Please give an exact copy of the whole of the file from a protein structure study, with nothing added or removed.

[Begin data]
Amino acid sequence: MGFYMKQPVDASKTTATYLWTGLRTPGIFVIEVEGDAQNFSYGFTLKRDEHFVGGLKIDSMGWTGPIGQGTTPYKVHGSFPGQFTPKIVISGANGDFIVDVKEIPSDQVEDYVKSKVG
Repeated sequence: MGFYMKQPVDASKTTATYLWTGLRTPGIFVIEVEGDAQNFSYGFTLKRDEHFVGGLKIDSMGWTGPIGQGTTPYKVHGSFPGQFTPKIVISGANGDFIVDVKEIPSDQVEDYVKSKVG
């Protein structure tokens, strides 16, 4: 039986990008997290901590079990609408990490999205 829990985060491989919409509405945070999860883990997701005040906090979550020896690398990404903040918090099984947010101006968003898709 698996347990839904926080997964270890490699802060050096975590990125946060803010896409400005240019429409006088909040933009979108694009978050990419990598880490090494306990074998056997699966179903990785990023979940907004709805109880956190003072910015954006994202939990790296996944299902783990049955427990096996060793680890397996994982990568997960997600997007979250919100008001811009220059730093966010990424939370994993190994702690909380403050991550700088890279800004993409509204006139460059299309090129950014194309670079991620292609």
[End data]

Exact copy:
Amino acid sequence: MGFYMKQPVDASKTTATYLWTGLRTPGIFVIEVEGDAQNFSYGFTLKRDEHFVGGLKIDSMGWTGPIGQGTTPYKVHGSFPGQFTPKIVISGANGDFIVDVKEIPSDQVEDYVKSKVG
Repeated sequence: MGFYMKQPVDASKTTATYLWTGLRTPGIFVIEVEGDAQNFSYGFTLKRDEHFVGGLKIDSMGWTGPIGQGTTPYKVHGSFPGQFTPKIVISGANGDFIVDVKEIPSDQVEDYVKSKVG
């Protein structure tokens, strides 16, 4: 039986990008997290901590079990609408990490999205 829990985060491989919409509405945070999860883990997701005040906090979550020896690398990404903040918090099984947010101006968003898709 698996347990839904926080997964270890490699802060050096975590990125946060803010896409400005240019429409006088909040933009979108694009978050990419990598880490090494306990074998056997699966179903990785990023979940907004709805109880956190003072910015954006994202939990790296996944299902783990049955427990096996060793680890397996994982990568997960997600997007979250919100008001811009220059730093966010990424939370994993190994702690909380403050991550700088890279800004993409509204006139460059299309090129950014194309670079991620292609």